Applying Pokémon GO to Retail
Last year the game Pokémon GO suddenly exploded across the world and became the latest trend both adults and children needed to explore. The...
I recently heard The Modern Customer podcast with Blake Morgan interviewing Margaret Molloy, the Chief Marketing Officer of Siegel and Gale. The focus of the podcast was that simplicity is the key to a great customer experience.
This is a view I strongly echo, although it is easy to see why some might not believe it. We are operating in a world where the customer journey has changed beyond recognition in the past few years and major aspects of customer behaviour, such as loyalty, have been turned upside down. The conventional wisdom and experience of how to work with customers to provide great service has changed enormously in a very short period of time.
So how can simplicity be the answer? I believe that to create a great experience we need to see the journey from the eyes of the customer. Think of a customer who wants to ask a brand a question, but then faces these various scenarios:
1. An online shopper hesitates before a purchase and wants to ask about the products in their basket, but cannot find any way to easily contact the brand. Even searching the website reveals little more than an email address, yet they are in the midst of a purchase and need help now.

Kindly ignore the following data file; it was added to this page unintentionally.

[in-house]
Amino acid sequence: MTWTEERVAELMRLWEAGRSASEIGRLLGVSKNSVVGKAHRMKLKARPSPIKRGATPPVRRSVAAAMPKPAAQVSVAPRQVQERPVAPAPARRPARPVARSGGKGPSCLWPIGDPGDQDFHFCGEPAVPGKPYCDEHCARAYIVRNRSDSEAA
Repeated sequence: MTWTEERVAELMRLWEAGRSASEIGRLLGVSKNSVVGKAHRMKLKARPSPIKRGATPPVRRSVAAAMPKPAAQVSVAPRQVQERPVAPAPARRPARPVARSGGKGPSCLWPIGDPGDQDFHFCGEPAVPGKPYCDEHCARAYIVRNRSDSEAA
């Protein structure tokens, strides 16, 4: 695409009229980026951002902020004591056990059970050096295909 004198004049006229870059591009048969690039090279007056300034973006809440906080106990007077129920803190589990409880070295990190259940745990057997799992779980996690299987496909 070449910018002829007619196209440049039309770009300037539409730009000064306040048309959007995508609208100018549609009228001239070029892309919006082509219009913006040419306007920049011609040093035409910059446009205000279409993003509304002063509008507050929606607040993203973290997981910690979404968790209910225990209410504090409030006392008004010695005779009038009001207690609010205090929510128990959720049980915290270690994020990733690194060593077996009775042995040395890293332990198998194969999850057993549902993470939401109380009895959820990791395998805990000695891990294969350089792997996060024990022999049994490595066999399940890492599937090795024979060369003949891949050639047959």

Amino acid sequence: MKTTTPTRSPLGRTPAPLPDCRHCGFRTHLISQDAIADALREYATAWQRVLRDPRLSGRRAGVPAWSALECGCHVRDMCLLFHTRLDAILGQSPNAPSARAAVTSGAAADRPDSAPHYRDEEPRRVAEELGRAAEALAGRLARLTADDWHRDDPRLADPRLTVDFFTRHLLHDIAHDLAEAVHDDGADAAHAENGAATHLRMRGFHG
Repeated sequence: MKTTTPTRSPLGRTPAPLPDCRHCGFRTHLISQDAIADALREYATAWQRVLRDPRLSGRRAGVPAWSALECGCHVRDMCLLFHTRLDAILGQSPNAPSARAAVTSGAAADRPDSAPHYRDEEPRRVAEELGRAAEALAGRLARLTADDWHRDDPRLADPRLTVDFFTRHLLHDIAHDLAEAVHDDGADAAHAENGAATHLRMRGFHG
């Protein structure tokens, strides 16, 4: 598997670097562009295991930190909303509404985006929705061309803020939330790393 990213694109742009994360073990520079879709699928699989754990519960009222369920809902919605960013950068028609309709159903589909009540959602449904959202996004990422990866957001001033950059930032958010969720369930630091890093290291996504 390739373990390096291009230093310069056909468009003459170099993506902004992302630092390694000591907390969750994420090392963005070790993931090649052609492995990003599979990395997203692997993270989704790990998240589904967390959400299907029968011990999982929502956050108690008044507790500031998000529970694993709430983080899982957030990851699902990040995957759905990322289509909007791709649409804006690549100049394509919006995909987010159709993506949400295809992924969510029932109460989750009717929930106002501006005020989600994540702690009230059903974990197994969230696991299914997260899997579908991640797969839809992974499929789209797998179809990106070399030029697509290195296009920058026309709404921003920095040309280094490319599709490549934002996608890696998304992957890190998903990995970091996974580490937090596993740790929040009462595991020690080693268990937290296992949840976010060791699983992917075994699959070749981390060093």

2. A customer took the time to email details of a history of a problem and after not hearing from the brand for several hours, so they try calling. They are asked to repeat everything they wrote in the email because the agent has no way of seeing information sent from a customer using a different channel.
3. A customer is using the app of a major brand and wants to ask a question, but it seems the only way to get help is to leave the app to make a call or go to the brand website.
I could go on, but the point is clear. In almost every situation where a customer needs help and is inclined to reach out to a brand with a question, are you making it easy and simple for the customer? If not then you have failed to ensure that the customer can easily find assistance – even if the assistance they might eventually get is great.